Washington Summit, May 29, 2012
Thinkers and researchers in the fields of Human Bio-Diversity and Sociobiology stand at a fault line.
On one side, there is greater knowledge of man’s status as a natural being in an ongoing process of evolution. With the mapping of the human genome, science has achieved a fuller understanding of the deep history of the human races, the components of intelligence, and unities and divisions within mankind. Simply put, we know better how man became who he is.
On the other side, there is social pressure to disregard such breakthroughs and return to increasingly outmoded “Blank Slate” assumptions. The science of man has, much as in previous ages, become “dangerous knowledge” for the political, educational, and media elite. And at a moment when the study of Bio-Diversity has more to say about society than ever before—and could be used for much good—it is treated as heresy for its contradiction of the principle that all men are created equal, and thus interchangeable and malleable.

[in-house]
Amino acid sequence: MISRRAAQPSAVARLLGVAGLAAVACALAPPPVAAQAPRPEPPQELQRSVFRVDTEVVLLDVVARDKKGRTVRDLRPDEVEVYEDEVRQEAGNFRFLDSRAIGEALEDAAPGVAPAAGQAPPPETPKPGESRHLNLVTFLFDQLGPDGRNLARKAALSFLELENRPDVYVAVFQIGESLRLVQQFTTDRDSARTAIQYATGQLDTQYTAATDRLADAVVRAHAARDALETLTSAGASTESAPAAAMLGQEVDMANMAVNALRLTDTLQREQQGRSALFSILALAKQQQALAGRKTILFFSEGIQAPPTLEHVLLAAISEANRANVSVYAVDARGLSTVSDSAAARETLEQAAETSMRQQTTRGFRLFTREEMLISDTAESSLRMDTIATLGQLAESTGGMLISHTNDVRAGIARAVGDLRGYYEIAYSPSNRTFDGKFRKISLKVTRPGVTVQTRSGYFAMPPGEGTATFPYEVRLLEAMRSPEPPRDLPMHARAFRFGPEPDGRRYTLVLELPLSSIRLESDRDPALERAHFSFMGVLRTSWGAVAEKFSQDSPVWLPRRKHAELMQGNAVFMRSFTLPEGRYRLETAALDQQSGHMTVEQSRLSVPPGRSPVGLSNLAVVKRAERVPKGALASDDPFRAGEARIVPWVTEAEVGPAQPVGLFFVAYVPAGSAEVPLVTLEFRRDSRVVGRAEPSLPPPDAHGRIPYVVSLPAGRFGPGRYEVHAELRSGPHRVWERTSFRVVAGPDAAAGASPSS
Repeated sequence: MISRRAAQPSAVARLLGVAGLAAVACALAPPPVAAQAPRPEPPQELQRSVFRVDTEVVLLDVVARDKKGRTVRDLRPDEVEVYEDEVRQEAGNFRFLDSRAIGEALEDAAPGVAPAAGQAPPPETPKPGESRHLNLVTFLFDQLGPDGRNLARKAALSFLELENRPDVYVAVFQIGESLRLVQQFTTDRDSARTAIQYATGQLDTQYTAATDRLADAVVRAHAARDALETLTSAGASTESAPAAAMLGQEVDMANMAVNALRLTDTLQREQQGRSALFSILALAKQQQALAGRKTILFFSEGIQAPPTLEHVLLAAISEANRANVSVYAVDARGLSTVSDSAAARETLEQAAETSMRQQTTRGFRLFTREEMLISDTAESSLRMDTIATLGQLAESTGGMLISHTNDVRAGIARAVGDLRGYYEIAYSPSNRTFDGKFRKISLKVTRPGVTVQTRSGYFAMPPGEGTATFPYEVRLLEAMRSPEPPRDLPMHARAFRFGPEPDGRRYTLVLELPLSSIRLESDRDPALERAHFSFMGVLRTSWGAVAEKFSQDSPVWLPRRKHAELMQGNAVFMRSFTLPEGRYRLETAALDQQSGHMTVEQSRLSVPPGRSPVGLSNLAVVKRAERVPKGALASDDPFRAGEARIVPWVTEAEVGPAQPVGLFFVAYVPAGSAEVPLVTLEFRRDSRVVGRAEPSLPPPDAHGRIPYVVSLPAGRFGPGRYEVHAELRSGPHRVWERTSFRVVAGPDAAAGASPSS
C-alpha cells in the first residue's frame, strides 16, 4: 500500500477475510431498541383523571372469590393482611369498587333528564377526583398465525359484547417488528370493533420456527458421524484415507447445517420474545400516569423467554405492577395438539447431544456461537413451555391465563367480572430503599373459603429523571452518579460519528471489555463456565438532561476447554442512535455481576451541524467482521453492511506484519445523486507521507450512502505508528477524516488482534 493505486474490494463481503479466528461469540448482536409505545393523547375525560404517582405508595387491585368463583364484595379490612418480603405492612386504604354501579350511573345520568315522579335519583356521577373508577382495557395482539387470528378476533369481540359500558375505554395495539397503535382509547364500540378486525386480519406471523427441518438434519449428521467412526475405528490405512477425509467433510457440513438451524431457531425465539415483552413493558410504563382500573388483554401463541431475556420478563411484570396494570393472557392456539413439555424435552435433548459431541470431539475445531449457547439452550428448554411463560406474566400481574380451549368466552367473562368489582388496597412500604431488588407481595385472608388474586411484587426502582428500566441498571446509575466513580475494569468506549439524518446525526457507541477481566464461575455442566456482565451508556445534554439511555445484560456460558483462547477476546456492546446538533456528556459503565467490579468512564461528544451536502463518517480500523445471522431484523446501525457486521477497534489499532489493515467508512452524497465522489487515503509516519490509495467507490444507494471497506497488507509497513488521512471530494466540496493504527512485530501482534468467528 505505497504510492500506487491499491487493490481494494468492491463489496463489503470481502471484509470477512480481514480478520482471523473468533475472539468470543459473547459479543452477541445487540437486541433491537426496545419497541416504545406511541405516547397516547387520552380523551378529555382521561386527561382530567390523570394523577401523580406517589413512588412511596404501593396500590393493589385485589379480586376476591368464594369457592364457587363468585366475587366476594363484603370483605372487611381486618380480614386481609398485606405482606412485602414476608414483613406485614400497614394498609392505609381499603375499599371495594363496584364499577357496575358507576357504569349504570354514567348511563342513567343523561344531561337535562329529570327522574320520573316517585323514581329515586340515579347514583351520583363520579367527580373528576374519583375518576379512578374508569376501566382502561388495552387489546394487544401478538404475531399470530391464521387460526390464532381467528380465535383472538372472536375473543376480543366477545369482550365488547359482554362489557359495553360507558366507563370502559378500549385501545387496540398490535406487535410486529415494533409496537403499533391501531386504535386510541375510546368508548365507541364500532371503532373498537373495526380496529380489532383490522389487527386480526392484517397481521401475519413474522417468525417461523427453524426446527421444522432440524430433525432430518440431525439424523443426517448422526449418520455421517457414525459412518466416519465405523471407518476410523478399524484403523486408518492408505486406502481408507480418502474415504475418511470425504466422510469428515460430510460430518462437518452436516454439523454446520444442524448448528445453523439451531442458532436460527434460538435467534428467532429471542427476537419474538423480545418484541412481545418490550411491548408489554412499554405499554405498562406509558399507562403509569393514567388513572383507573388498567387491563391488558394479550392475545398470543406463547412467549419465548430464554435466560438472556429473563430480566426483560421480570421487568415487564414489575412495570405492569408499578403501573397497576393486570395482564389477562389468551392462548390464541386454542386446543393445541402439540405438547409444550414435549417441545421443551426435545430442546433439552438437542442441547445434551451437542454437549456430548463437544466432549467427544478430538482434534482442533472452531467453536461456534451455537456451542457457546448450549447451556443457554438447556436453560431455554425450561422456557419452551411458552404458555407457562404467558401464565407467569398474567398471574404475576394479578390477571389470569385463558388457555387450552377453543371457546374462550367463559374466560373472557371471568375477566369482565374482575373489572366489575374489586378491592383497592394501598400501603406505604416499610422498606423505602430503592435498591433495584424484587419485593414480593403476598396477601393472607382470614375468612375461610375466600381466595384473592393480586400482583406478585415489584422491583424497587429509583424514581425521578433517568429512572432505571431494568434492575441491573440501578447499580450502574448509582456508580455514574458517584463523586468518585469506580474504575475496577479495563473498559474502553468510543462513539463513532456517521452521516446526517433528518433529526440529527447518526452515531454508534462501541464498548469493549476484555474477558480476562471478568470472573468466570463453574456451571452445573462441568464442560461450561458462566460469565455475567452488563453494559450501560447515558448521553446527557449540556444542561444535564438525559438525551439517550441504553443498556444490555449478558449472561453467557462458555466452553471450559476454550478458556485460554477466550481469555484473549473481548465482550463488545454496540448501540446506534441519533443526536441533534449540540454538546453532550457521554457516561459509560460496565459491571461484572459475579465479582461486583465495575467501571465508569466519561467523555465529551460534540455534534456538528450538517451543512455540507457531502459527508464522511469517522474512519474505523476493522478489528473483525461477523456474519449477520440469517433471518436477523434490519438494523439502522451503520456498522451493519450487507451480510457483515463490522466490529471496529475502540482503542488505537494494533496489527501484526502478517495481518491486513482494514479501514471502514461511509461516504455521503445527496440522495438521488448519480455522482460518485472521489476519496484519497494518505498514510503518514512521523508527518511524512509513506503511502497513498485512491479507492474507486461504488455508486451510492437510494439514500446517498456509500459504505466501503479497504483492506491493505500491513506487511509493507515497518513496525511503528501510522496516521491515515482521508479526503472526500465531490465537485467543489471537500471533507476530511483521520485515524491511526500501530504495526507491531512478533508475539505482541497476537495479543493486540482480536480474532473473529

This fault line reveals much, not only about popular assumptions and illusions but also about a more fundamental division within the human experience.
On June 21-24, 2012, Washington Summit Publishers will host a gathering in Seattle, Washington, to discuss the future of the study of Human Bio-Diversity. Participants will come from academia as well as the budding “HBD” blogosphere.
The conference will take place in an intimate atmosphere of free and lively conversation; it will include talks, panels, as well as an excursion to the Seattle Waterfront. Registration is strictly limited.